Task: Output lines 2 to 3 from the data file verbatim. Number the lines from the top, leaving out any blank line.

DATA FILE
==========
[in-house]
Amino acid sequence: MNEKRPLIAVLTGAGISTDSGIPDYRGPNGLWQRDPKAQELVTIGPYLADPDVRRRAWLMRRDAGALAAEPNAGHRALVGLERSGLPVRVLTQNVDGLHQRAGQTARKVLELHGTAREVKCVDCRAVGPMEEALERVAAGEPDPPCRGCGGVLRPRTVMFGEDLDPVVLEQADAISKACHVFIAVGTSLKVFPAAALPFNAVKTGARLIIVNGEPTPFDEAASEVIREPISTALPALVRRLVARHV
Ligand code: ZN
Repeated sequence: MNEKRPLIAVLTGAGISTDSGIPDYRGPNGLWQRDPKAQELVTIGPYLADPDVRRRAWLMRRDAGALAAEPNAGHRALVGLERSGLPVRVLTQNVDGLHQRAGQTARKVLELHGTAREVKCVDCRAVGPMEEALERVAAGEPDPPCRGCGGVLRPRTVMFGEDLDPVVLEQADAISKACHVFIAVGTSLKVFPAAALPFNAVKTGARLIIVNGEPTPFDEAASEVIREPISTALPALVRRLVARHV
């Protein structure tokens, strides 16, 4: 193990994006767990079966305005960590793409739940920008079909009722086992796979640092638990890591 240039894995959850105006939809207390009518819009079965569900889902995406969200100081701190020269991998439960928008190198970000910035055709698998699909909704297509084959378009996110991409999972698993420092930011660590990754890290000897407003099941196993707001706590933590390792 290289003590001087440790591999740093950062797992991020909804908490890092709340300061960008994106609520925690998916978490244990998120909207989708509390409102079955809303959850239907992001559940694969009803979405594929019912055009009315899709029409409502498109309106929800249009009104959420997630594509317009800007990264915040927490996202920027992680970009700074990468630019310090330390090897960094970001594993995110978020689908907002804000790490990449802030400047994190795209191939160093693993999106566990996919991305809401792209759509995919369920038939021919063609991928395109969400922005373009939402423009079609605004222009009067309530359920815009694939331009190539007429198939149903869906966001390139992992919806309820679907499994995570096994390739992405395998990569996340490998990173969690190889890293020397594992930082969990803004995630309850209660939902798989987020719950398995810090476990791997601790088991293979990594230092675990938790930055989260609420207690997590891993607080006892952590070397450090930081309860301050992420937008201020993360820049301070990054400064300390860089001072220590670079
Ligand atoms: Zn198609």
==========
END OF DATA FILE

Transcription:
Amino acid sequence: MNEKRPLIAVLTGAGISTDSGIPDYRGPNGLWQRDPKAQELVTIGPYLADPDVRRRAWLMRRDAGALAAEPNAGHRALVGLERSGLPVRVLTQNVDGLHQRAGQTARKVLELHGTAREVKCVDCRAVGPMEEALERVAAGEPDPPCRGCGGVLRPRTVMFGEDLDPVVLEQADAISKACHVFIAVGTSLKVFPAAALPFNAVKTGARLIIVNGEPTPFDEAASEVIREPISTALPALVRRLVARHV
Ligand code: ZN